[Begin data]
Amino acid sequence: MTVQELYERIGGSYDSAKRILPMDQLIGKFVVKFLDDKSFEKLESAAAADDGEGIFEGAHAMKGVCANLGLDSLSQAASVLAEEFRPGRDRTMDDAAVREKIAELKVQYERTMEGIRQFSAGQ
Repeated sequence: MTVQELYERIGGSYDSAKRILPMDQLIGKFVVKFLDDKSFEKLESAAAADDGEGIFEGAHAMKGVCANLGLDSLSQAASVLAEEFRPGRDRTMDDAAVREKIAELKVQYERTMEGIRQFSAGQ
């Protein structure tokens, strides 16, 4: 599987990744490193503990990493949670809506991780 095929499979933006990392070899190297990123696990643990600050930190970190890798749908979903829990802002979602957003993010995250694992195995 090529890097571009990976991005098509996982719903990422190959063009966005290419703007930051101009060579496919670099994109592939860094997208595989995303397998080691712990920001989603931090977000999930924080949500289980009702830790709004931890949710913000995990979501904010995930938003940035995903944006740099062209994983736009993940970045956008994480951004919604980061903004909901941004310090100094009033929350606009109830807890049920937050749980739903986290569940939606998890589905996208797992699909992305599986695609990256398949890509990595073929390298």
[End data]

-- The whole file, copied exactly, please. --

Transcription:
Amino acid sequence: MTVQELYERIGGSYDSAKRILPMDQLIGKFVVKFLDDKSFEKLESAAAADDGEGIFEGAHAMKGVCANLGLDSLSQAASVLAEEFRPGRDRTMDDAAVREKIAELKVQYERTMEGIRQFSAGQ
Repeated sequence: MTVQELYERIGGSYDSAKRILPMDQLIGKFVVKFLDDKSFEKLESAAAADDGEGIFEGAHAMKGVCANLGLDSLSQAASVLAEEFRPGRDRTMDDAAVREKIAELKVQYERTMEGIRQFSAGQ
């Protein structure tokens, strides 16, 4: 599987990744490193503990990493949670809506991780 095929499979933006990392070899190297990123696990643990600050930190970190890798749908979903829990802002979602957003993010995250694992195995 090529890097571009990976991005098509996982719903990422190959063009966005290419703007930051101009060579496919670099994109592939860094997208595989995303397998080691712990920001989603931090977000999930924080949500289980009702830790709004931890949710913000995990979501904010995930938003940035995903944006740099062209994983736009993940970045956008994480951004919604980061903004909901941004310090100094009033929350606009109830807890049920937050749980739903986290569940939606998890589905996208797992699909992305599986695609990256398949890509990595073929390298």